Stimulus payments to individuals of up to $1,200 include self-employed people.
Earlier steps in state and federal relief policy that respect independent language professionals:
Small businesses throughout California eligible for disaster grants or loans.
California extended enrollment for health coverage in 2020, amid the COVID-19 threat, for all eligible Californians in all plans on its exchange of health plans under the Affordable Care Act until June 30.
New Legislation, SB 900, Protects Language Access and Practicing Interpreters and Translators in State
HIGHLIGHTS of SB 900:
SB 900 provides a set of conditions, including credentials, whereby practicing interpreters and translators can continue to operate and serve Californians.
SB 900 protects access to essential language service by Californians, including people with disabilities or with limited English proficiency, crucial to every aspect of daily life in our diverse state.
SB 900 prevents cutoff of highly trained professionals, led by women- and immigrant-run small businesses, who are backbones of a growing, $2 billion sector of the California economy.
The Coalition of Practicing Translators and Interpreters of California (CoPTIC) expresses tentative support for this legislation. We will continue to work with lawmakers to secure amendments and solutions that respect the indispensable contributions of language professionals to the people and communities we serve and to California’s economy.
Major Provisions of CARES Act of Interest to ATA Members
The tax credits should apply to most of our individual members; top earners, or those with significant other income, not so much.
The social security tax deferrals will help all members a bit.
The unemployment provisions will help anyone who has been diagnosed with COVID-19 or who has had to care for a stricken family member.
The student loan deferrals will help members with such loans.
The loans will help company owners, including single-person companies who pay themselves a salary, and independent contractors.
There is also the option for an employer, including an owner/employee, to pay up to $5,250 in 2020 on an employee’s student loan, with the payment being tax-free to the employee and the total payment going to principal.
This memo briefly outlines key concerns about COVID-19-related school closures for English Learners (ELs) and their families. It was compiled in response to an inquiry from a U.S. Senate staff member to the Migration Policy Institute’s (MPI) National Center on Immigrant Integration Policy. The question regarded what concerns EL administrators have about EL and immigrant-background students—particularly related to the use of online learning—and potential resource needs in the mid- to long-term that might be addressed in future congressional spending bills.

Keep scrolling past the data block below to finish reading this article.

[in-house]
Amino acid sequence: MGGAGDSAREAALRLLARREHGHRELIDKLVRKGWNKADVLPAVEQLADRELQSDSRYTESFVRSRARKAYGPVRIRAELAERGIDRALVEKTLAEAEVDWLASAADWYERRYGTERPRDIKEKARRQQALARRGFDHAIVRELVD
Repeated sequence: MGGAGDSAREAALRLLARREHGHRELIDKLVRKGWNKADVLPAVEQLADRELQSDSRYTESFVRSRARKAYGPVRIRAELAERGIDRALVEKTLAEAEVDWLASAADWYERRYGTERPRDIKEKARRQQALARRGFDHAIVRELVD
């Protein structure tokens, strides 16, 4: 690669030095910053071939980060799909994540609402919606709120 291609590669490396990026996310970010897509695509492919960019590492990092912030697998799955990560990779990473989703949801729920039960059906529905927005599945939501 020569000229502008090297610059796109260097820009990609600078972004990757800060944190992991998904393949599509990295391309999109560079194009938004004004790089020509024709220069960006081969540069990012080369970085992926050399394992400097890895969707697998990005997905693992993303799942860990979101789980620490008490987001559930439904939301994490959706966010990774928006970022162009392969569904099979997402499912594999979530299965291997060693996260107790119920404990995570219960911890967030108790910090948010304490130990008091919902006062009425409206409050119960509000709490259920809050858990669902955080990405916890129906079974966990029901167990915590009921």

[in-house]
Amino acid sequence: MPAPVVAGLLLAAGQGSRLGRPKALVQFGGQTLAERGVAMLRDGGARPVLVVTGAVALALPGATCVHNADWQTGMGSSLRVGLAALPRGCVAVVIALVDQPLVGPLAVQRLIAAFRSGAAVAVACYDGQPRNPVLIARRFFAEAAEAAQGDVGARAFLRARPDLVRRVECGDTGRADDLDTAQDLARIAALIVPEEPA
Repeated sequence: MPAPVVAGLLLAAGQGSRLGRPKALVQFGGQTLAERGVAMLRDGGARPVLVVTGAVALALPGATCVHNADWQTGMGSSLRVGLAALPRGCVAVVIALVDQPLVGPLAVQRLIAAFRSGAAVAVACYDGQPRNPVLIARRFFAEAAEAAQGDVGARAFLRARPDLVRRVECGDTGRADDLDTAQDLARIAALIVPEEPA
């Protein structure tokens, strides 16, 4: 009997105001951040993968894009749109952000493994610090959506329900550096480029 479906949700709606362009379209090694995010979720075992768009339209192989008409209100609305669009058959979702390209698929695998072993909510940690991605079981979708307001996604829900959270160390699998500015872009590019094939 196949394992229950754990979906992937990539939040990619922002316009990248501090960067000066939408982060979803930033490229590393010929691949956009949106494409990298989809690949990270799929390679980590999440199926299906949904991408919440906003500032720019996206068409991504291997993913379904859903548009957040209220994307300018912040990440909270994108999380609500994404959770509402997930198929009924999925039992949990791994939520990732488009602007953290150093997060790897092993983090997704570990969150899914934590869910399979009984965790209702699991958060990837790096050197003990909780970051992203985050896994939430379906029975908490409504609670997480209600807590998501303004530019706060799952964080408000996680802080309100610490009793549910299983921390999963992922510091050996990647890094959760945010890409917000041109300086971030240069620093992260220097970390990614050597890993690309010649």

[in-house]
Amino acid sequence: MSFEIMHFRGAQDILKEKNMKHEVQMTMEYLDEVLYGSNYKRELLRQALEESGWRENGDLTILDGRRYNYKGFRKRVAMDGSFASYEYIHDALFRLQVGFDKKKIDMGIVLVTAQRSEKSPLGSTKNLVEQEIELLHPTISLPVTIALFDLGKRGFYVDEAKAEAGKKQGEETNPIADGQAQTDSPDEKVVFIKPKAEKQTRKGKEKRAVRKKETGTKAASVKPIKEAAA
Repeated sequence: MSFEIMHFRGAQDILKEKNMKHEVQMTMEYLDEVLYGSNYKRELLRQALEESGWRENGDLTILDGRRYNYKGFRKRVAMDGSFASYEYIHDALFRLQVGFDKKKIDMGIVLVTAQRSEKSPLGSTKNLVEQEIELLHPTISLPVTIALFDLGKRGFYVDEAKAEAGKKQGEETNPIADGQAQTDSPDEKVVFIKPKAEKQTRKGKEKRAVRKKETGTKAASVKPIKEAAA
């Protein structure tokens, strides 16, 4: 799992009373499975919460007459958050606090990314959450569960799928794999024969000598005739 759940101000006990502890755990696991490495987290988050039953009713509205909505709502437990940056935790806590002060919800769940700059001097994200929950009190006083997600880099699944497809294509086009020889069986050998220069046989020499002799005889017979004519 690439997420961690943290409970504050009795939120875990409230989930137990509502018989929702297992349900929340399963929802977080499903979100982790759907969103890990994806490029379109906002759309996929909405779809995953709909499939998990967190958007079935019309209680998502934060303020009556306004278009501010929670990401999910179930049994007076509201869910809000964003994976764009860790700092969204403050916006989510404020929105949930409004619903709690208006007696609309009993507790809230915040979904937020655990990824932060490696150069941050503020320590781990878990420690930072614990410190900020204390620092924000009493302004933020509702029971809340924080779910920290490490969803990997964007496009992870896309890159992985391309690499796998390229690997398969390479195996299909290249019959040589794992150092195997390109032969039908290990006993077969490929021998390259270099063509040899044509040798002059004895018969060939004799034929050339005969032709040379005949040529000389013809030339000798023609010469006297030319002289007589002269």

At-Risk Humanities Positions and Projects
The National Endowment for the Humanities (NEH) will receive $75 million in supplemental funding to assist cultural institutions affected by the coronavirus as part of the $2.2 trillion CARES Act economic stabilization plan appropriated by the U.S. Congress and signed into law today by President Donald J. Trump.
“Our federal agency will work around the clock to ensure that these vital funds immediately reach large and small cultural organizations, as well as educators, curators, scholars, filmmakers, and other humanists,” said NEH Chairman Jon Parrish Peede. “Telecommuting from more than 150 residences,” said Chairman Peede, “the NEH staff are committed to doing their part to help sustain the $878-billion arts and cultural economic sector, which accounts for 4.5 percent of our nation's gross domestic product (GDP).”
As detailed in the Supplemental Funding FAQ on the NEH website, this emergency funding will support at-risk humanities positions and projects at museums, libraries and archives, historic sites, colleges and universities, and other cultural nonprofits that have been financially impacted by the coronavirus. Anchoring the domestic creative economy, museums and historic sites are reporting losses of $1 billion a month as education programs, exhibitions, festivals, and other events have been canceled.